The house that soy built
Need another reason to get excited about the Royal Winter Fair (besides the adorable moo-moos, bunnies and piggies)? When you’ve had your fill of livestock (if that's possible), check out the model home that contains a variety of products made from soy.
This 1,200 square foot home (the pic at left shows the living room), a joint project by Ontario’s soybean farmers, Quality Engineered Homes, and Habitat for Humanity Halton, demonstrates how soy can be used as an environmentally-friendly, sustainable replacement to petroleum oil in the home. It was designed by style star Janette Ewen.
Everything from no-VOC paints and varnishes, adhesives, household insulation, kitchen cabinets, carpet backing, bathroom fixtures, sofas, mattresses, bedding, clothing, food, candles, soaps, and cosmetics can now feature soy, says Dale Petrie, a director for Grain Farmers of Ontario.
"It may sound space age, but in fact, it’s been around for a long time,” he says. “Even before WWII, Henry Ford was making some car parts out of soya oil." That was before the oil industry took over, and petroleum began seeping into all kinds of consumer products, from plastic wrap to lipstick. Gradually, manufacturers looking for green alternatives are “re-awakening to the possibilities of soya oil, and realizing that almost anything you can make with petroleum, you can make with soya oil,” adds Petrie.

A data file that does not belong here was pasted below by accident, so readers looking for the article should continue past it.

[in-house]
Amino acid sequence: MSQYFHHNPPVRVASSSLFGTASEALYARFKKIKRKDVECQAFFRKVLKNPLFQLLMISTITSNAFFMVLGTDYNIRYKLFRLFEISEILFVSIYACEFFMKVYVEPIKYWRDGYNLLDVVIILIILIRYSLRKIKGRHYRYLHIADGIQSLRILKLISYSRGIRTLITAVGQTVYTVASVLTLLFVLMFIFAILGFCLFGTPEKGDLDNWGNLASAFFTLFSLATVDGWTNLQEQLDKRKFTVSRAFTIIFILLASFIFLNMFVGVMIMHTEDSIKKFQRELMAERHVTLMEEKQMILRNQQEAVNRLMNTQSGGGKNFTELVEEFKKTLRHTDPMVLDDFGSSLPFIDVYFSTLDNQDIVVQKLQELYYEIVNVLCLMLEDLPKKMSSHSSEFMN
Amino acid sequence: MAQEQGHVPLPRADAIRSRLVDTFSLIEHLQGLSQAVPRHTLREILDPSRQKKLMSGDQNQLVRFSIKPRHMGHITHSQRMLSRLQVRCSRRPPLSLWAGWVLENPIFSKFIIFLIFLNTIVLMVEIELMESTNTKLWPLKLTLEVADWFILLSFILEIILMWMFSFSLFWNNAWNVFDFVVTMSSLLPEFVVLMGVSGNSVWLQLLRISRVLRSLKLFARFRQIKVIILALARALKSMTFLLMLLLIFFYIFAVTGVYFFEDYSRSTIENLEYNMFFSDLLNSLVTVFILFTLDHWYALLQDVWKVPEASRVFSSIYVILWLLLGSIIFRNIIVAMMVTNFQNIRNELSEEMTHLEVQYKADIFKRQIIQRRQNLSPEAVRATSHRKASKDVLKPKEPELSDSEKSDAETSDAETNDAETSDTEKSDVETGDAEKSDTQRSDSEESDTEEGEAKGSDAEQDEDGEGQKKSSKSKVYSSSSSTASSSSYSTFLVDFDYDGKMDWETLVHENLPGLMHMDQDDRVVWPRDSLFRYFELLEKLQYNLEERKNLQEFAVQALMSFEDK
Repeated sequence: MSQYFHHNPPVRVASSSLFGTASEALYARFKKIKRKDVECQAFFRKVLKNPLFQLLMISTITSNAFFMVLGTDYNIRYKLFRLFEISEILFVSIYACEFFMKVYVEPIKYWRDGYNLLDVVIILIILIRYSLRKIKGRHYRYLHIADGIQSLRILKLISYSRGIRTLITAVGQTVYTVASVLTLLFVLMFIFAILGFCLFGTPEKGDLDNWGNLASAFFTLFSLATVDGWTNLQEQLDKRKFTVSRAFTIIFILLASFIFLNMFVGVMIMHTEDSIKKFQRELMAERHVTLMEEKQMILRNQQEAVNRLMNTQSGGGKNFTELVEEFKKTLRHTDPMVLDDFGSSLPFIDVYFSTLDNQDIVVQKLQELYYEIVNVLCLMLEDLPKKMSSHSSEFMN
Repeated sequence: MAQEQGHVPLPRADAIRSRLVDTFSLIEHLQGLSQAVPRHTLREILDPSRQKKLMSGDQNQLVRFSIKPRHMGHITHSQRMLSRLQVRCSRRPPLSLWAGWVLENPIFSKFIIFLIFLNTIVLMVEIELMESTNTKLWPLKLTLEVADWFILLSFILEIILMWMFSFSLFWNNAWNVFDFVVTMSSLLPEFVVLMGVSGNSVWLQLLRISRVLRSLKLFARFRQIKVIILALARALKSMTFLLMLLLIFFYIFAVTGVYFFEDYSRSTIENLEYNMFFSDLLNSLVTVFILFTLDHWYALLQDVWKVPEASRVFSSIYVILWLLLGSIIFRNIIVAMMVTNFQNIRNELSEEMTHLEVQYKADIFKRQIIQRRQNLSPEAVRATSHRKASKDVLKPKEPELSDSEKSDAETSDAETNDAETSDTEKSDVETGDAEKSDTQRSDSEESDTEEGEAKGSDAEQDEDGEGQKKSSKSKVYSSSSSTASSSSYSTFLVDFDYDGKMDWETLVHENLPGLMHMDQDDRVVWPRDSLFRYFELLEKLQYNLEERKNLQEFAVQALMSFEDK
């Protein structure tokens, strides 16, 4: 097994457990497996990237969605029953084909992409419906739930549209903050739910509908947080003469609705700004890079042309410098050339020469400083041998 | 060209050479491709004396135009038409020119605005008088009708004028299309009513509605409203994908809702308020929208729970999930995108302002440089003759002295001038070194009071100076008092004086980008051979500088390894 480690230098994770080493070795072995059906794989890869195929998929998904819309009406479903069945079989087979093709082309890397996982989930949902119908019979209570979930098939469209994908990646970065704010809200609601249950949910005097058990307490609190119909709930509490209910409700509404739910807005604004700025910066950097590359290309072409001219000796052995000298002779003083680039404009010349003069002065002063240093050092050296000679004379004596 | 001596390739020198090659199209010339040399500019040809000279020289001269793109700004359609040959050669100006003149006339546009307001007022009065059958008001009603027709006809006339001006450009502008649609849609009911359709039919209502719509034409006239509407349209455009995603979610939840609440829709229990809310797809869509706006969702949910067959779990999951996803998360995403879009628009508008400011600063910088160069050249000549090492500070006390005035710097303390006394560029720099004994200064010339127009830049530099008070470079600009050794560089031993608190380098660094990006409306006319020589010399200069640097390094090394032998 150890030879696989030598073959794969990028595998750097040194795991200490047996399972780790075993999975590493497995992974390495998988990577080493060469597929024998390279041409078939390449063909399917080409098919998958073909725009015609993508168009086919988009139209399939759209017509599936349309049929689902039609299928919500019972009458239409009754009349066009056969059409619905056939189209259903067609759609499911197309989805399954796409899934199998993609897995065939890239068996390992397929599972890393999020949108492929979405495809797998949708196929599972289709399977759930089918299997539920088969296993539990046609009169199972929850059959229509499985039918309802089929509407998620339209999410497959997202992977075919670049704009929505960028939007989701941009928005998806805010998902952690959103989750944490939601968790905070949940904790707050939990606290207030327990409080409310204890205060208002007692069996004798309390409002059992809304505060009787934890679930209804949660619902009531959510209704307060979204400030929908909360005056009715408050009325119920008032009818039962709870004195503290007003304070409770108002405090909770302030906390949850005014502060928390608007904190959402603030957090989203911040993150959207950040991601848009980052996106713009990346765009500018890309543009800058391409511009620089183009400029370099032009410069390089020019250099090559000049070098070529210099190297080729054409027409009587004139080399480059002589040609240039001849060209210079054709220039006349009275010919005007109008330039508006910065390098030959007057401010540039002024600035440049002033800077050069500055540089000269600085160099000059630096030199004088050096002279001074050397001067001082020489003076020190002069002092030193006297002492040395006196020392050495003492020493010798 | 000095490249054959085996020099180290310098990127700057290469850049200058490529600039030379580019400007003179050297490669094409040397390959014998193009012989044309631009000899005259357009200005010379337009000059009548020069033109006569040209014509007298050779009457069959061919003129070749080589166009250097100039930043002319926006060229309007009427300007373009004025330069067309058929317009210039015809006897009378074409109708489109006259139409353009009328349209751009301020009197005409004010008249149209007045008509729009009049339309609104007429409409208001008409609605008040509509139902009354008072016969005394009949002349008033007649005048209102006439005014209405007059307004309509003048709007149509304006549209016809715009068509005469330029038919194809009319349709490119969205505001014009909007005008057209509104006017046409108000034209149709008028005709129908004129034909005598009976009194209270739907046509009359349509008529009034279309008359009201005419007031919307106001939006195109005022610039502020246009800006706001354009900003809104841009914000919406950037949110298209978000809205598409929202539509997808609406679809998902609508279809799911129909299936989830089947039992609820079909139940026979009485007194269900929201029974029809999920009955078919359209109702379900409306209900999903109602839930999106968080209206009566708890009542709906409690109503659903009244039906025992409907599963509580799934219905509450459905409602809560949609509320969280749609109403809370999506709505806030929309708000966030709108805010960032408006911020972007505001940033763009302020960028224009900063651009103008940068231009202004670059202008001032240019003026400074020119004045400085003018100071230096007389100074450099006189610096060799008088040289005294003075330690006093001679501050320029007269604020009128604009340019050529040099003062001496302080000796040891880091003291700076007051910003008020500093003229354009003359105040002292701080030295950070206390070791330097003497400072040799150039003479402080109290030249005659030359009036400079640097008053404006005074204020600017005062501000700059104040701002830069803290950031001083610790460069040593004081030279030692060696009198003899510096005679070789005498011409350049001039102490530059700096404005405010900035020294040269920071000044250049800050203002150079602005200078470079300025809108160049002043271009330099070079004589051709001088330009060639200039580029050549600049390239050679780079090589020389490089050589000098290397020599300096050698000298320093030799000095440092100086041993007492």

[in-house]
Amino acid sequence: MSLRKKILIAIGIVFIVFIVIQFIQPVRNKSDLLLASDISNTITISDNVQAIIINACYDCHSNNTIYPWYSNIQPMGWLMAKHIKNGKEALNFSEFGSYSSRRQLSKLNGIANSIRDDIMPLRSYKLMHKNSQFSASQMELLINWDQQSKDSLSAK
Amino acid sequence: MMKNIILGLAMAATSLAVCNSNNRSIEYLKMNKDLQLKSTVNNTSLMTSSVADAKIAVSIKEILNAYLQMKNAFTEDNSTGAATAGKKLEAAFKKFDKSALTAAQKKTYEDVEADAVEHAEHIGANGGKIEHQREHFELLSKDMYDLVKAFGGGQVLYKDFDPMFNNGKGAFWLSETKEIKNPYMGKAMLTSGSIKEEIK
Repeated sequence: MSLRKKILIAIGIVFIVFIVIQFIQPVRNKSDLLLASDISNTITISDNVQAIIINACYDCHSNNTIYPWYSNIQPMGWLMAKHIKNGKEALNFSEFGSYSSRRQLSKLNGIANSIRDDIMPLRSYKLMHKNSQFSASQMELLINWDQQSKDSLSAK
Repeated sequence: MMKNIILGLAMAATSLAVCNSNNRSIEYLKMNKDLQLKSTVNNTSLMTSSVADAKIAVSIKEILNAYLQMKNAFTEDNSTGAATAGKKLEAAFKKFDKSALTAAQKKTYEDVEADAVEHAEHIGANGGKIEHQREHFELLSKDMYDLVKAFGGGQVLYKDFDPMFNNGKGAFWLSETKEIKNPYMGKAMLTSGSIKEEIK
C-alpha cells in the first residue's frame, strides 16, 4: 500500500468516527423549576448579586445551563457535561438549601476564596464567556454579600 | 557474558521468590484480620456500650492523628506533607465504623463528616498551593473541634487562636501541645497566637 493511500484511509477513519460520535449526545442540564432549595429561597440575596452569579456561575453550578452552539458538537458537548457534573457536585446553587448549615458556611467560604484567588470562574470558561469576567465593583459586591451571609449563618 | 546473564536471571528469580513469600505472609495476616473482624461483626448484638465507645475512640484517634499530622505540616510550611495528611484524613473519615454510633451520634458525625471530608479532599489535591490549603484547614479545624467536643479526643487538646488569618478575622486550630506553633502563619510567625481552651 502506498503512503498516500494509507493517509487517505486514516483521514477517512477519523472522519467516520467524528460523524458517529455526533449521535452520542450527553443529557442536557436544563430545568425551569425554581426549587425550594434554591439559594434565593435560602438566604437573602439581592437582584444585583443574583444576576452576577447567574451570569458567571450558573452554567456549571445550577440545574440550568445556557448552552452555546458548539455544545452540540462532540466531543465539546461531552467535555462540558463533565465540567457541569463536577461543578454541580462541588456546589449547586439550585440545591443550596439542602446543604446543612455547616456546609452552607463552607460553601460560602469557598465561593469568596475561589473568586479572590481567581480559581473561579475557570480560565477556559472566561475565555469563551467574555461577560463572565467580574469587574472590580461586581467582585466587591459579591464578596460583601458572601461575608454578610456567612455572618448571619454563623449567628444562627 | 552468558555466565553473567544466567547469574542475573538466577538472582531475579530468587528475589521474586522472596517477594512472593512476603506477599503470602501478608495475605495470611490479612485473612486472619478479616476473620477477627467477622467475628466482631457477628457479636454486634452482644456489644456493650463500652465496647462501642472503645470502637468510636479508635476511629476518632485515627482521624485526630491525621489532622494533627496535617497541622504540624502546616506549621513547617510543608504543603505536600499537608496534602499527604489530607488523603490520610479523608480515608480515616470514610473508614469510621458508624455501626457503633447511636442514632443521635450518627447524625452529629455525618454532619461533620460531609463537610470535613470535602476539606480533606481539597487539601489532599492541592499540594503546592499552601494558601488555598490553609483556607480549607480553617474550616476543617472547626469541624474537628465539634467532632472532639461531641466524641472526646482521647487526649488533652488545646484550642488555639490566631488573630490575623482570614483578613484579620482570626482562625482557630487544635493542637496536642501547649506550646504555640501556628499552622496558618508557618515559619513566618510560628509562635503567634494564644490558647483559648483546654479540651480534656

That will be good news to Ontario's 23,000 soy farmers, who last year planted a record 2.4 million acres. About 80 per cent of the plant is used for animal feed, while the other 20 per cent is squeezed out in the form of oil, which becomes a key ingredient in the consumer products shown in the display home. This display will also include prototypes for the next generation of soya oil products, including shingles and a urinal (?!!)
And how’s this for a happy ending? After the Fair, which runs until November 16 in the Direct Energy Centre at Exhibition Place, the Soy House will become a Habitat for Humanity Halton home in Acton, where a team of dedicated volunteers Ontario soybean farmers and Quality Homes staff are working alongside the Habitat partner family to prepare the site.